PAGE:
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Ruling on Medicaid coverage of maternal depression screening a ‘victory’ for children :

June 21, 2016

Up to 25% of all pregnant, postpartum and parenting women suffer some kind of depression, which is more prevalent in low-income mothers.Up to 25% of all pregnant, postpartum and parenting women suffer some kind of depression, which is more prevalent in low-income mothers.A new federal ruling allows Medicaid agencies to cover maternal depression screening as part of a well-child visit and mandates that states cover medically necessary treatment for the child as part of the Early and Periodic Screening, Diagnostic and Treatment (EPSDT) benefit.

The ruling, released May 11 by the Centers for Medicare & Medicaid Services (CMS), was hailed as a victory by AAP members and others who have advocated for awareness of the problem along with the need for payment.

Screening vs. treatment coverage

Under the ruling, state Medicaid agencies have discretion to determine the payment approaches for pediatric professionals who screen for maternal depression. Among the details:

  • Screenings may be covered for both Medicaid-eligible and non-Medicaid-eligible mothers during the well-child visit because they are for the direct benefit of the child, according to CMS.
  • Diagnostic and treatment services aimed solely at the mother are available only for Medicaid-eligible mothers.
  • States may cover treatment for non-Medicaid-eligible mothers when both the child and mother are present; treatment focuses on the effects of the mother’s condition on the child; and services are for the direct benefit of the child.
  • Activities to promote maternal depression screening among Medicaid providers and train them to incorporate screening and treatment into the EPSDT well-child visits are “generally eligible” for Medicaid administrative matching funds.

Critical need, support

Five percent to 25% of all pregnant, postpartum and parenting women suffer some kind of depression, which is significantly higher (40%-60%) and more severe in low-income mothers. The severity ranges from “maternity blues” or “baby blues” lasting a few days to two weeks to postpartum depression and postpartum psychosis.

Timely screening and the right treatment can reduce maternal depression, which is “a significant early risk to proper child development, the mother-infant bond and the family,” CMS Director Vikki Wachino noted in the CMS bulletin.

The impact of maternal depression can include negative effects on cognitive development, social-emotional development and behavior, and family functioning. Other concerns are adherence to preventive care, a risk of child abuse and a lack of breastfeeding.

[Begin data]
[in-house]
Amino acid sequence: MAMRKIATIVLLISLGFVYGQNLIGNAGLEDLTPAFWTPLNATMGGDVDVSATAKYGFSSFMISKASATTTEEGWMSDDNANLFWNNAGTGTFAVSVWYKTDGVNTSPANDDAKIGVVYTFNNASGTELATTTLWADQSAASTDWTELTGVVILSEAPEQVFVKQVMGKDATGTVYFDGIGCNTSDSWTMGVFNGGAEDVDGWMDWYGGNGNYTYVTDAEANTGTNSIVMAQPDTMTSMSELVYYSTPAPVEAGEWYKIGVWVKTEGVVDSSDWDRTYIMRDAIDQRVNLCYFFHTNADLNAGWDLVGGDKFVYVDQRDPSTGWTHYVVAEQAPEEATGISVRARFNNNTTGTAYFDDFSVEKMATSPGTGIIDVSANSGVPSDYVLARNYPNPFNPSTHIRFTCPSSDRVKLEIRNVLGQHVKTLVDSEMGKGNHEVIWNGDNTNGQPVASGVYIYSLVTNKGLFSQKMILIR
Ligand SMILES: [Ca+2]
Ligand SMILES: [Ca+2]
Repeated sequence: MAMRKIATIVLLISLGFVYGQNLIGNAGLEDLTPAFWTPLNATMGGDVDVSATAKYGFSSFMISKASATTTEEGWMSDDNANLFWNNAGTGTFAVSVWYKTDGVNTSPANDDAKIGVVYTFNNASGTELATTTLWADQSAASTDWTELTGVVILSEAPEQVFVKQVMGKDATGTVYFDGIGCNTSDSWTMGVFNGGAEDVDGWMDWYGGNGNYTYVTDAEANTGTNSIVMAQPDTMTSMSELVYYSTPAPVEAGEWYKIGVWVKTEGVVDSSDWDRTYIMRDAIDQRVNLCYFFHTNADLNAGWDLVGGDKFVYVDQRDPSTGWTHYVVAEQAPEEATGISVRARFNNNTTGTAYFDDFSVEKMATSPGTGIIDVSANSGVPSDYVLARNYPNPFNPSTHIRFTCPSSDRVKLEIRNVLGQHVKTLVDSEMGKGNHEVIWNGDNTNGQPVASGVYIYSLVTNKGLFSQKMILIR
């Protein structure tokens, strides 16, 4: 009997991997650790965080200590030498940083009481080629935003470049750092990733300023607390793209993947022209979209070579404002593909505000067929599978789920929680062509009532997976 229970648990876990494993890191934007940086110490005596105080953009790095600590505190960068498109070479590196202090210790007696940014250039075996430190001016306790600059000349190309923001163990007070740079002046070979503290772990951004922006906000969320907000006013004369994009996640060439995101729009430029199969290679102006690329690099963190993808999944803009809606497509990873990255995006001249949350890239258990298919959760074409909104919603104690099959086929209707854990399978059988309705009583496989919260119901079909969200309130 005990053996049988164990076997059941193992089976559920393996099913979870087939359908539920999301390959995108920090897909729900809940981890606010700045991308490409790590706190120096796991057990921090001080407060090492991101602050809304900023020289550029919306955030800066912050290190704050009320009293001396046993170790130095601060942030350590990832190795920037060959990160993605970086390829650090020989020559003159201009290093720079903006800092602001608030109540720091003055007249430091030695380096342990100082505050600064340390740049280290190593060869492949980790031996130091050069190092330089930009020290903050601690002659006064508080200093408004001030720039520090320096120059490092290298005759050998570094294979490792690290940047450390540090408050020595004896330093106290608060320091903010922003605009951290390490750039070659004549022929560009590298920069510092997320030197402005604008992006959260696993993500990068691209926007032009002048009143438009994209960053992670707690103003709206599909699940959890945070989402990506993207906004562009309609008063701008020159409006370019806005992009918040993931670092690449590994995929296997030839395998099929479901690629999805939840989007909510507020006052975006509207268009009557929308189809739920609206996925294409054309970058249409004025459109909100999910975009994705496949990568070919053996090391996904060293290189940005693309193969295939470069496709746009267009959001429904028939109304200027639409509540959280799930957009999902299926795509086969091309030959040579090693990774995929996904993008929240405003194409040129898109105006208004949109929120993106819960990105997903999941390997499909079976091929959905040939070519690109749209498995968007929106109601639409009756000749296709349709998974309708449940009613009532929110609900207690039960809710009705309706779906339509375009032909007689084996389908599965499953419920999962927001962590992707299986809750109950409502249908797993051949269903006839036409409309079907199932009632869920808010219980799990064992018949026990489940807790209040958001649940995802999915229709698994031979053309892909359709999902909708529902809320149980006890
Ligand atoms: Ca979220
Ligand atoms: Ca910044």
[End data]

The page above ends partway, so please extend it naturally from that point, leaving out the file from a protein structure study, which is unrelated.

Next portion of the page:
An AAP Periodic Survey found that in 2013, less than half of pediatricians routinely screened or asked about maternal depression; however, the number had increased from 33% in 2004.

Meanwhile, some pediatricians have remained passionate about the issue.

AAP President Benard P. Dreyer, M.D., FAAP, visited CMS in February to highlight the issue. Other AAP leaders active on both federal and state levels include Marian F. Earls, M.D., FAAP, lead author of a 2010 clinical report (see resources) CMS cited in the ruling, and Michael W. Yogman, M.D., M.Sc., FAAP, chair of the AAP Committee on Psychosocial Aspects of Child and Family Health.

The CMS bulletin quoted the Academy’s stance that screening mothers for depression is a best practice for pediatricians and can be part of the well-child care schedule and the prenatal visit.

“From the perspective of the infant, you’re really screening the infant’s environment,” Dr. Earls explained.

The bulletin further quotes Bright Futures guidelines in which recommendations for well-child visits include a call for checks of parental (maternal) well-being. Also cited in the report is the U.S. Preventive Services Task Force January 2016 recommendation (B grade) on the need for depression screening in the general adult population, including pregnant and postpartum women.

Even before CMS detailed how Medicaid can cover maternal depression screenings at well-child visits, eight states provided coverage: Colorado, Illinois, Massachusetts, Minnesota, New York, North Dakota, Ohio and Virginia.

Dr. Yogman was screening for postpartum depression in his Massachusetts-based practice long before it was paid for in his state. He always assumed he could identify when a parent was depressed, but quickly discovered that people disclose details on a screening form that they will not offer verbally. Over the years, Dr. Yogman has found use of the screening instrument critical. He has identified three to four extremely serious cases of depression, in which the women were potentially suicidal or homicidal and went on to receive treatment.

“I can’t tell you how grateful they were. We were able to identify it, alleviate the stigma and refer them for successful treatment. …If I ever was a believer before that, I became a zealot about how important it was,” he said.

Referrals and treatment

Pediatricians should be aware of referral resources for those who screen positive.

One option is focusing on the mother-infant pair or dyad. This is a specialty of some early childhood mental health professionals who work on improving the relationship, according to Dr. Earls. The CMS bulletin describes promising results for intensive interventions on mother-child attachment.

Home visiting programs, as well, can encourage positive parenting that improves maternal-child health, and Dr. Yogman suggested employers back parent support programs.

“There’s so much stigma for postpartum depression,” Dr. Yogman said. “…(People think) ‘What’s wrong with me that I’m not enjoying this wonderful baby? And I’m depressed.’ So people hide it and don’t realize how common it is, how treatable it is and how important it is to ask for help.”

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